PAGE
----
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Cyprus

Mackenzie Beach goose that lays golden eggs to be protected

Legality will be restored in the Mackenzie Beach area without killing the goose that lays the golden eggs, Interior Minister Sokratis Hasikos said on Tuesday after a meeting with new Larnaca mayor Andreas Viras.

“As the interior ministry, we inaugurate today a round of meetings with all new mayors and municipal councils,” Hasikos said.

“With regard to the Larnaca municipality, the mayor has raised some issues of priority; one is the issue of Mackenzie Beach, in which we agree that legality must be restored without killing the goose that lays the golden eggs.”

The ministry “fully understands and wants to safeguard” Mackenzie Beach as a source of revenue for the municipality, Hasikos added, but, at the same time, legality will be restored, whether this relates to who owns establishments there, whether they are refugees or not, who they sub-lease them to, for how much, and what they pay as rent themselves.

“We will look at all this,” he said. “This anarchy cannot continue.”

A large part of the Mackenzie Beach area is made up of properties left behind by Turkish Cypriots who moved to the north following the 1974 Turkish invasion, which are held on their behalf by the Guardian of Turkish Cypriot Properties – the interior minister.

Until such time as their owners reclaim them, the Guardian leases them out for nominal rent, with many beneficiaries leasing the land on to others at much higher rates.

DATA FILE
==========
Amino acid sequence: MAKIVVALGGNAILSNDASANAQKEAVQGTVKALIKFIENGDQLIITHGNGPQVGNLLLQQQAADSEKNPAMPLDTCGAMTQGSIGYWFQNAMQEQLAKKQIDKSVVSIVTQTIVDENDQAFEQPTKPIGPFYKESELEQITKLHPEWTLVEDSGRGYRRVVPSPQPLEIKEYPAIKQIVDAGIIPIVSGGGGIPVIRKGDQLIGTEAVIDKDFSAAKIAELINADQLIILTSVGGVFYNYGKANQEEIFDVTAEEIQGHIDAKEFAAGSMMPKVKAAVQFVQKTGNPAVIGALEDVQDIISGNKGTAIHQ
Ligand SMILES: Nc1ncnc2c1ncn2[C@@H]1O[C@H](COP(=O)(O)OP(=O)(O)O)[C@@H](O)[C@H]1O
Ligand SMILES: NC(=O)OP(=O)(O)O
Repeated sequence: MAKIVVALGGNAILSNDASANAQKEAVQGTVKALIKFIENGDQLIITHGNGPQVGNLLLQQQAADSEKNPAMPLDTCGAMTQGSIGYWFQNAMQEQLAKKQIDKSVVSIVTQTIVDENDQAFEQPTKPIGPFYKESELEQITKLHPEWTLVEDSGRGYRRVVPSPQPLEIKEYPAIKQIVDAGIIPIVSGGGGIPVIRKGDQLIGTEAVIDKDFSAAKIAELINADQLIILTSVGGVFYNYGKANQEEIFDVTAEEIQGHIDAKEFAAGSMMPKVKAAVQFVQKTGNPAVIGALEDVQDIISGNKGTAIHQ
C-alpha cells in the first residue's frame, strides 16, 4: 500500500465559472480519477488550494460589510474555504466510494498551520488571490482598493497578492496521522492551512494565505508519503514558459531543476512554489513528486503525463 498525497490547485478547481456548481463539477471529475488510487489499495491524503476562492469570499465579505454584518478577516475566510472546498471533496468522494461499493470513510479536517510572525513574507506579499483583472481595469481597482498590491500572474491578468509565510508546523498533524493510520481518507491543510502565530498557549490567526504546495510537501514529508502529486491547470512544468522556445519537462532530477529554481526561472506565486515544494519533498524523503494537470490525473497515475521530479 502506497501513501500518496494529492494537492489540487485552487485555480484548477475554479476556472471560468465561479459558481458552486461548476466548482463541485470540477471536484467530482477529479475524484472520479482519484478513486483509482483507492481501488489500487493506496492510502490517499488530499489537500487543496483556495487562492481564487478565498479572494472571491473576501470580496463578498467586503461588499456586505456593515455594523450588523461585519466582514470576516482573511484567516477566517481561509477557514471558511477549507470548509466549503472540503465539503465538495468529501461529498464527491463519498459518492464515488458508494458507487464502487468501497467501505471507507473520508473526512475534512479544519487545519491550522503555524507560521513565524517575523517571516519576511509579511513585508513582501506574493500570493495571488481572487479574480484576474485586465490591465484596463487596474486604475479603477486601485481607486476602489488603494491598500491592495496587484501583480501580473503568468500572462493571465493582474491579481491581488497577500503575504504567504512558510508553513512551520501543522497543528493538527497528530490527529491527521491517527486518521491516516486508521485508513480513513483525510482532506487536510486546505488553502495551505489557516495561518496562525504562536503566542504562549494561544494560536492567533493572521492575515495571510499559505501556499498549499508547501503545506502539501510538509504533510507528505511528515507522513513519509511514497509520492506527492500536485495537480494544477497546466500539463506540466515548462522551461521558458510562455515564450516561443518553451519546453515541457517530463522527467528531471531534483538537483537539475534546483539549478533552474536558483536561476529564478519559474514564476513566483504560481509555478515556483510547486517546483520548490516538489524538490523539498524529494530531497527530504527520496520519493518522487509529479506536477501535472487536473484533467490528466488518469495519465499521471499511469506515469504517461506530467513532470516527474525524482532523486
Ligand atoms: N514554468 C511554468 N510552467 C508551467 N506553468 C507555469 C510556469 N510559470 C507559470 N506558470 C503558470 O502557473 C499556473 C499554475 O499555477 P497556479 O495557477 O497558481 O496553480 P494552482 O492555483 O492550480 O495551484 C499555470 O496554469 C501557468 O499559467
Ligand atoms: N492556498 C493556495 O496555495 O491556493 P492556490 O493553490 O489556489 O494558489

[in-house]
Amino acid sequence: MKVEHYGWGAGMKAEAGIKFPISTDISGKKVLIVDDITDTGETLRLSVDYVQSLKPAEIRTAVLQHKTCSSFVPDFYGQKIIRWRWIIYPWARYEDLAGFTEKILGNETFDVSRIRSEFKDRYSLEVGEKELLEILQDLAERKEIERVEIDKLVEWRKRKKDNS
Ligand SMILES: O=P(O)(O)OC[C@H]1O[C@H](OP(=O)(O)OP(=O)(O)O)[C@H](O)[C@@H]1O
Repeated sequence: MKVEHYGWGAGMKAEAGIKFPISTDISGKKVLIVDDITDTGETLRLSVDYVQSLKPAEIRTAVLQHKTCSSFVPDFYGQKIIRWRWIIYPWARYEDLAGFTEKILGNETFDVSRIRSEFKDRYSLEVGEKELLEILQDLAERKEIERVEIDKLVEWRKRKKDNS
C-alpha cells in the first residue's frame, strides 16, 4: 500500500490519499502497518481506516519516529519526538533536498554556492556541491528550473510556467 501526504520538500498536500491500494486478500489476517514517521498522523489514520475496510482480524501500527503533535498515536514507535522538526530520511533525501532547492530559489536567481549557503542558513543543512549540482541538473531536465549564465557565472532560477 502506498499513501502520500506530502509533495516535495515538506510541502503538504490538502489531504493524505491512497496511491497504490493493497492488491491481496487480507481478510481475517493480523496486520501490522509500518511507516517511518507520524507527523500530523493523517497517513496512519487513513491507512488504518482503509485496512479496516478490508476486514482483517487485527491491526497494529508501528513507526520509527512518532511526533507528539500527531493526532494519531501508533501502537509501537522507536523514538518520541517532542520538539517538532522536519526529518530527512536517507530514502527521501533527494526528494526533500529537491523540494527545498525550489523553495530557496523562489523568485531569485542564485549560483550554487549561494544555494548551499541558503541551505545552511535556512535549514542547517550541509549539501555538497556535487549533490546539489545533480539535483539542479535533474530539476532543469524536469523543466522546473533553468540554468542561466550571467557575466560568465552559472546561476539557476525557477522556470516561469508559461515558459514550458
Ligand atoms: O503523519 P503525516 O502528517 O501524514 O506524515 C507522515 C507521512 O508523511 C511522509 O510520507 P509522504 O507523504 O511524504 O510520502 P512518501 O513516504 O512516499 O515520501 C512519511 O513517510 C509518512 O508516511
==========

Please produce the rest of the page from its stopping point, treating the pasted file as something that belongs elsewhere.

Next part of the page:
“There is also a town-planning issue there – this, too, will be resolved,” Hasikos added, referring to a case that came to light last May in which a businessman who runs a night-club in the area told police that he was given the green light to extend his establishment by the municipal secretary in exchange for €35,000.

Viras said the meeting was “very constructive”, and stressed the area’s economic importance to the city of Larnaca.

“The Mackenzie area is very important to the city financially, it attracts many visitors, and we would like to exchange views on how the ministry, as the Guardian of Turkish Cypriot properties, plans to proceed,” the mayor said.

“The issue is maintaining economic activity while restoring legality. We exchanged some views, and there are unanswered questions but we believe we will find solutions soon.”

Another key issue discussed was the ongoing relocation of the oil refineries from Larnaca’s beachfront.

“This effort has started and is proceeding,” Hasikos said.

“We need to facilitate the moving while not pushing deadlines back and taking any unjustified excuses from the companies.”

The issue of the refineries is also being looked at by the new municipal council, Viras said.

“There is no problem that cannot be solved, the point is ensuring that any timeframes are kept.”

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